Wow, is it ever hard to keep my writing on track these days. I often blog about something I see that jogs a memory. It’s hard to see something new when you face the same walls day in and day out. And now, everything in the news is so disheartening: pandemic, race-baiting, protests, and riots, all on top of the day-to-day natural disasters. The world seems on fire, and I write largely about my career past and transition toward a new phase of life in retirement. It seems a little mundane and soft by comparison.
I have a nagging sense that my writing has become irrelevant. But it’s what I have to work with, so here we are.
Sage advice from me?: I started my workday reading a couple of e-mail messages from students asking for my advice. I hesitated in my response. Situations keep changing and any answer I might give today could be wrong in less than 24-hours. And yet, I have to offer up suggestions to those who still depend on me. We still need to make progress, even if in fits and starts.
One message was from a student asking if I had gotten a request for a reference for a post-doctoral position that she had applied to. I had to tell her no, but the search might be delayed due to coronavirus and workplace disruptions. I didn’t tell her that it is unlikely that the position would be filled any time soon. And that she was probably competing against at least 50 candidates and may never hear back from them at all. This is a horrible time to be entering the workforce with an advanced degree. She probably already knows this, and I didn’t have the heart to tell her how badly her reality sucks.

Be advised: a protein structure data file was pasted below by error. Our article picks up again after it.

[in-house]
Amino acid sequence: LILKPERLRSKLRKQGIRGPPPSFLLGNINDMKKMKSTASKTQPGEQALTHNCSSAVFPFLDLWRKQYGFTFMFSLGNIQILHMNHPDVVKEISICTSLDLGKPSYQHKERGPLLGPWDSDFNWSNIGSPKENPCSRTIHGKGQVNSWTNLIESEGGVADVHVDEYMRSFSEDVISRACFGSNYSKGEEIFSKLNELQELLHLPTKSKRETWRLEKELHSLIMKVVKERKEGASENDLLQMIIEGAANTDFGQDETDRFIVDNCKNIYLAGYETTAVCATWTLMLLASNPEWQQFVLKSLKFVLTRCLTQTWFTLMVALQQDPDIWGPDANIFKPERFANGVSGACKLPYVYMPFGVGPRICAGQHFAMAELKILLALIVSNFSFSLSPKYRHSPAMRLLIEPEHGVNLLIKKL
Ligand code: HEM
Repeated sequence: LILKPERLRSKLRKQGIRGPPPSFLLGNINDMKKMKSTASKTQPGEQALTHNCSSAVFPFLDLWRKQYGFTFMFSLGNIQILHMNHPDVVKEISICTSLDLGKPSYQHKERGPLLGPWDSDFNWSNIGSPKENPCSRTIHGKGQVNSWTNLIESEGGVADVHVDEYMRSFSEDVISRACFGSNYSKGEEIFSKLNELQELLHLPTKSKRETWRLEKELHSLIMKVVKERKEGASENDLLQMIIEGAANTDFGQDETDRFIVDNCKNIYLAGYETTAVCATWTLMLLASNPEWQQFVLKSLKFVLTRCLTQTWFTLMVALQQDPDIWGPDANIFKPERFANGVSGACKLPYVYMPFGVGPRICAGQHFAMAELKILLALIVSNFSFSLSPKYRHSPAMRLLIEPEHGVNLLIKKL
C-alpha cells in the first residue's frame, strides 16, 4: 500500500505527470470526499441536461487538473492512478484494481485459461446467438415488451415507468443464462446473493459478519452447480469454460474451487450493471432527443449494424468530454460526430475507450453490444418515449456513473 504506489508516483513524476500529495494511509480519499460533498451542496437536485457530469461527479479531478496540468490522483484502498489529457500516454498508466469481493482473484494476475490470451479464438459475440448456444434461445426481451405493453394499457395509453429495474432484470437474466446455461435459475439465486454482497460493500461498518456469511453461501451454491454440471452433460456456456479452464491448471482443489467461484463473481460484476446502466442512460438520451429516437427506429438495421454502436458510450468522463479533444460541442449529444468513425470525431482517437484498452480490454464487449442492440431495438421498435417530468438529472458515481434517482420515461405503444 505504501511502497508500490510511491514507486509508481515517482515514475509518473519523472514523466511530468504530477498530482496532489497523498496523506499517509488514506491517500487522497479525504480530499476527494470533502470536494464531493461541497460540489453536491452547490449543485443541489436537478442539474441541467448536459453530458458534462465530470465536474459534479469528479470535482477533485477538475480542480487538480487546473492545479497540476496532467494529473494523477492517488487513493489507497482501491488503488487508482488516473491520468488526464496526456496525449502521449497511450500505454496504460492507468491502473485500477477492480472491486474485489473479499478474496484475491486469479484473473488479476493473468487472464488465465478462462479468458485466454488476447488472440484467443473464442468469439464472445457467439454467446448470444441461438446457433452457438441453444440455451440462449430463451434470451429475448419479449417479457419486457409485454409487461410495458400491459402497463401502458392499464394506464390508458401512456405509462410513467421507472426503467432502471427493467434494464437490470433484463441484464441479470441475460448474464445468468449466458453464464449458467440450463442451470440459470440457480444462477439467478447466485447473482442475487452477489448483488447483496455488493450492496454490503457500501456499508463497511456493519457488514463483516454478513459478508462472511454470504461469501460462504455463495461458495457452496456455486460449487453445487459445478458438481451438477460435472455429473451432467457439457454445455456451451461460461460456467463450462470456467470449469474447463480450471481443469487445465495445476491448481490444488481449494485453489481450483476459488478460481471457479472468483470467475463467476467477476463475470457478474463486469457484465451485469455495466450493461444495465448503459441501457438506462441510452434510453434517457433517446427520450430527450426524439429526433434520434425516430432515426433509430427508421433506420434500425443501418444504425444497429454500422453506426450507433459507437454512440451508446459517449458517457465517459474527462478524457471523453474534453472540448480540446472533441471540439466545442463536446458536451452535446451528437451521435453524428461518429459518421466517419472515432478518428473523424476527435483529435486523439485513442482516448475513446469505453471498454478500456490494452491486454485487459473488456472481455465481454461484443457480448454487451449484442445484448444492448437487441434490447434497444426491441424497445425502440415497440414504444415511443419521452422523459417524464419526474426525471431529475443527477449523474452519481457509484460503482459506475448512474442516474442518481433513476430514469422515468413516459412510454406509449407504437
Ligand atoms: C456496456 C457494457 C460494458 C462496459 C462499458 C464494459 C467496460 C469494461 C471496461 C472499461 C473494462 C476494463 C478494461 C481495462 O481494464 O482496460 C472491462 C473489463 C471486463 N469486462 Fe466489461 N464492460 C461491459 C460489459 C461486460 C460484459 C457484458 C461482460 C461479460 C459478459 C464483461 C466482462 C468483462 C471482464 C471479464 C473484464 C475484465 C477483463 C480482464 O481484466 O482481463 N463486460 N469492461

Or how all of our realities suck right now. The threads in our collective tapestry have been severed and pulled apart. Our social fabric needs to be re-woven in a way that supports people. But until we are willing to address grotesque inequities and face the real perpetrators of these disparities, we are just diddling at the edges.
But that’s a post for another time.
Reliving old times and not-so-fond memories: I recently started clearing some old folders on my hard drive in anticipation of my retirement. These are folders for projects that went nowhere. I had tried to flesh out these studies, spending much effort to get buy-in and funding — sometimes for years, but all for naught. I saved these proposals in case they could be re-ignited, but they are useless thought exercises at this point. I might as well get rid of the unnecessary files now before it all becomes too much.
I start to tear up as I do this. So many gut-wrenching memories of failures and shortfalls. One reason that I’m retiring now is that I’ve grown tired of fighting my own workplace to move things forward. I no longer know how to make things work. I came across one recent project that went unfunded, only to be picked up and initiated by a potential collaborator without me. This study plan is on the ground, but I’m nowhere to be seen in it because I wasn’t able to get buy-in. On the one hand, I feel encouraged that the work is being done, and that somebody saw value in the study. I would have appreciated a little credit though.
This transition is hard — so much harder than I ever imagined. I feel like I’m in mourning at a year-long funeral. I know that I need to let all of this go, but I’m stuck on what I could have done without the imposed limitations. I shouldn’t take this personally, but it’s tough not to.
I think about leaving on my last workday with two middle fingers fully extended as I walk out the door. While I chuckle at that vision, I know that I won’t do that. I will continue to silently internalize my frustrations.
Retrospectives: I’m planning to start a series of posts that are a bit retrospective as a means of coping with all of these feelings. These are things that I wished I knew when I was young and just starting out. Perhaps this might make me feel a bit more relevant as if I’m giving sage advice to the students who contacted me earlier.
Something positive has to come from this internal and external turmoil.